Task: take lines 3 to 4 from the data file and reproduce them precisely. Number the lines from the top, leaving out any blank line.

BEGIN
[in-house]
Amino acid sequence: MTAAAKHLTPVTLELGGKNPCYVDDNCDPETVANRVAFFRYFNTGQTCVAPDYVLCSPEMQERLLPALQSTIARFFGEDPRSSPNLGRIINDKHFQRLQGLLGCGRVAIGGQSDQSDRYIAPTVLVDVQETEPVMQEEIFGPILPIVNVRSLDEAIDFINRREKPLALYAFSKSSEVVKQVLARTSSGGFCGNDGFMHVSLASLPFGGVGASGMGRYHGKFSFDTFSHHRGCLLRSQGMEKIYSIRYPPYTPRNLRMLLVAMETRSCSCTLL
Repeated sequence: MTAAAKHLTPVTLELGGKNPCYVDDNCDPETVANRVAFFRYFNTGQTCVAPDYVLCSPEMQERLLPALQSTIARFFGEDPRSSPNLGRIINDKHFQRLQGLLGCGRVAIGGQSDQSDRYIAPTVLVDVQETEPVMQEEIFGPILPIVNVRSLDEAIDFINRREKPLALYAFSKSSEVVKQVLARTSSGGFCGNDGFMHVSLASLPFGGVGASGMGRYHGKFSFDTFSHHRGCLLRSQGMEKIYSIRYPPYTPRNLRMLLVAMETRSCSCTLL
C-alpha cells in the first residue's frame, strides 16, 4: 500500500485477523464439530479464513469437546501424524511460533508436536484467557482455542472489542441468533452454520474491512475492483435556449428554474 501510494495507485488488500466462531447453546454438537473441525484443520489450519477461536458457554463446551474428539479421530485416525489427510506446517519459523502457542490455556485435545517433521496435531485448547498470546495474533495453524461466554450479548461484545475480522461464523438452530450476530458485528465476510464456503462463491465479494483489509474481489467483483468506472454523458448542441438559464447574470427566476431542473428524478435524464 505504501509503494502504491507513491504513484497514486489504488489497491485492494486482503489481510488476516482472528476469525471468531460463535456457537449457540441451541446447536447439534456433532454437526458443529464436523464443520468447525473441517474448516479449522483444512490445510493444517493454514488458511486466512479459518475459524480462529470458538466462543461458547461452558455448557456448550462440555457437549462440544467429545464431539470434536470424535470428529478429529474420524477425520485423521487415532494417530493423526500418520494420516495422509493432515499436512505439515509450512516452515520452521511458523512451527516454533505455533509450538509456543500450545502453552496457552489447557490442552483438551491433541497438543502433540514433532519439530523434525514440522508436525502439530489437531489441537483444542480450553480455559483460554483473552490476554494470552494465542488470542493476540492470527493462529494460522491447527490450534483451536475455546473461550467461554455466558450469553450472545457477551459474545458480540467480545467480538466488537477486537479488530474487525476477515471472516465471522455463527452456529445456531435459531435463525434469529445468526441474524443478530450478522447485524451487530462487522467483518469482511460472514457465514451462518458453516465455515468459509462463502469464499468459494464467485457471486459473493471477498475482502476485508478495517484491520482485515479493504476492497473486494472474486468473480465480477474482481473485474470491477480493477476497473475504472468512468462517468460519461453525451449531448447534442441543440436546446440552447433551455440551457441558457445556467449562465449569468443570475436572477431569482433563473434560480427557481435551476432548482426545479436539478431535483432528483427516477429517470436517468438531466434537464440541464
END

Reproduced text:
Repeated sequence: MTAAAKHLTPVTLELGGKNPCYVDDNCDPETVANRVAFFRYFNTGQTCVAPDYVLCSPEMQERLLPALQSTIARFFGEDPRSSPNLGRIINDKHFQRLQGLLGCGRVAIGGQSDQSDRYIAPTVLVDVQETEPVMQEEIFGPILPIVNVRSLDEAIDFINRREKPLALYAFSKSSEVVKQVLARTSSGGFCGNDGFMHVSLASLPFGGVGASGMGRYHGKFSFDTFSHHRGCLLRSQGMEKIYSIRYPPYTPRNLRMLLVAMETRSCSCTLL
C-alpha cells in the first residue's frame, strides 16, 4: 500500500485477523464439530479464513469437546501424524511460533508436536484467557482455542472489542441468533452454520474491512475492483435556449428554474 501510494495507485488488500466462531447453546454438537473441525484443520489450519477461536458457554463446551474428539479421530485416525489427510506446517519459523502457542490455556485435545517433521496435531485448547498470546495474533495453524461466554450479548461484545475480522461464523438452530450476530458485528465476510464456503462463491465479494483489509474481489467483483468506472454523458448542441438559464447574470427566476431542473428524478435524464 505504501509503494502504491507513491504513484497514486489504488489497491485492494486482503489481510488476516482472528476469525471468531460463535456457537449457540441451541446447536447439534456433532454437526458443529464436523464443520468447525473441517474448516479449522483444512490445510493444517493454514488458511486466512479459518475459524480462529470458538466462543461458547461452558455448557456448550462440555457437549462440544467429545464431539470434536470424535470428529478429529474420524477425520485423521487415532494417530493423526500418520494420516495422509493432515499436512505439515509450512516452515520452521511458523512451527516454533505455533509450538509456543500450545502453552496457552489447557490442552483438551491433541497438543502433540514433532519439530523434525514440522508436525502439530489437531489441537483444542480450553480455559483460554483473552490476554494470552494465542488470542493476540492470527493462529494460522491447527490450534483451536475455546473461550467461554455466558450469553450472545457477551459474545458480540467480545467480538466488537477486537479488530474487525476477515471472516465471522455463527452456529445456531435459531435463525434469529445468526441474524443478530450478522447485524451487530462487522467483518469482511460472514457465514451462518458453516465455515468459509462463502469464499468459494464467485457471486459473493471477498475482502476485508478495517484491520482485515479493504476492497473486494472474486468473480465480477474482481473485474470491477480493477476497473475504472468512468462517468460519461453525451449531448447534442441543440436546446440552447433551455440551457441558457445556467449562465449569468443570475436572477431569482433563473434560480427557481435551476432548482426545479436539478431535483432528483427516477429517470436517468438531466434537464440541464